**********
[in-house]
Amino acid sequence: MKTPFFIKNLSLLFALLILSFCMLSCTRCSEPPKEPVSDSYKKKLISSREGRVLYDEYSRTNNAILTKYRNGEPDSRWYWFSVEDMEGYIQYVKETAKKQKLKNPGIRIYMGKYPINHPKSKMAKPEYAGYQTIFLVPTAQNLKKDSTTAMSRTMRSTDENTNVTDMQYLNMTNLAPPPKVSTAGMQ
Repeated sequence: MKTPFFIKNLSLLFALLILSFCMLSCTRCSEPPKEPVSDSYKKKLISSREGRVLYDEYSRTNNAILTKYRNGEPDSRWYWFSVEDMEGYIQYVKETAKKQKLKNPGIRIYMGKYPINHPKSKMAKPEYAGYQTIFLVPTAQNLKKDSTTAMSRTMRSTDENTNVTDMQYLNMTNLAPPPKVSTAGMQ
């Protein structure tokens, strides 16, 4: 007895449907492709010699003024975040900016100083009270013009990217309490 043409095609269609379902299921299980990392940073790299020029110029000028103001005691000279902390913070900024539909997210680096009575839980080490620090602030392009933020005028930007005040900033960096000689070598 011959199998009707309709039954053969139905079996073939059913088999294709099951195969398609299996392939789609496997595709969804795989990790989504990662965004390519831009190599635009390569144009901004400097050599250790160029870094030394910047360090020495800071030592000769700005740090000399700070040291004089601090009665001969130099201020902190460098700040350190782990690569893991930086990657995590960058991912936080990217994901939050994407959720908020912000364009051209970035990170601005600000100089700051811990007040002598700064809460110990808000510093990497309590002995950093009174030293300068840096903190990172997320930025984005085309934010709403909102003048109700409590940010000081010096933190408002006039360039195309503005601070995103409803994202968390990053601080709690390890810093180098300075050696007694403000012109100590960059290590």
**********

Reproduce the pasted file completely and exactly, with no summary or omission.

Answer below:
[in-house]
Amino acid sequence: MKTPFFIKNLSLLFALLILSFCMLSCTRCSEPPKEPVSDSYKKKLISSREGRVLYDEYSRTNNAILTKYRNGEPDSRWYWFSVEDMEGYIQYVKETAKKQKLKNPGIRIYMGKYPINHPKSKMAKPEYAGYQTIFLVPTAQNLKKDSTTAMSRTMRSTDENTNVTDMQYLNMTNLAPPPKVSTAGMQ
Repeated sequence: MKTPFFIKNLSLLFALLILSFCMLSCTRCSEPPKEPVSDSYKKKLISSREGRVLYDEYSRTNNAILTKYRNGEPDSRWYWFSVEDMEGYIQYVKETAKKQKLKNPGIRIYMGKYPINHPKSKMAKPEYAGYQTIFLVPTAQNLKKDSTTAMSRTMRSTDENTNVTDMQYLNMTNLAPPPKVSTAGMQ
């Protein structure tokens, strides 16, 4: 007895449907492709010699003024975040900016100083009270013009990217309490 043409095609269609379902299921299980990392940073790299020029110029000028103001005691000279902390913070900024539909997210680096009575839980080490620090602030392009933020005028930007005040900033960096000689070598 011959199998009707309709039954053969139905079996073939059913088999294709099951195969398609299996392939789609496997595709969804795989990790989504990662965004390519831009190599635009390569144009901004400097050599250790160029870094030394910047360090020495800071030592000769700005740090000399700070040291004089601090009665001969130099201020902190460098700040350190782990690569893991930086990657995590960058991912936080990217994901939050994407959720908020912000364009051209970035990170601005600000100089700051811990007040002598700064809460110990808000510093990497309590002995950093009174030293300068840096903190990172997320930025984005085309934010709403909102003048109700409590940010000081010096933190408002006039360039195309503005601070995103409803994202968390990053601080709690390890810093180098300075050696007694403000012109100590960059290590």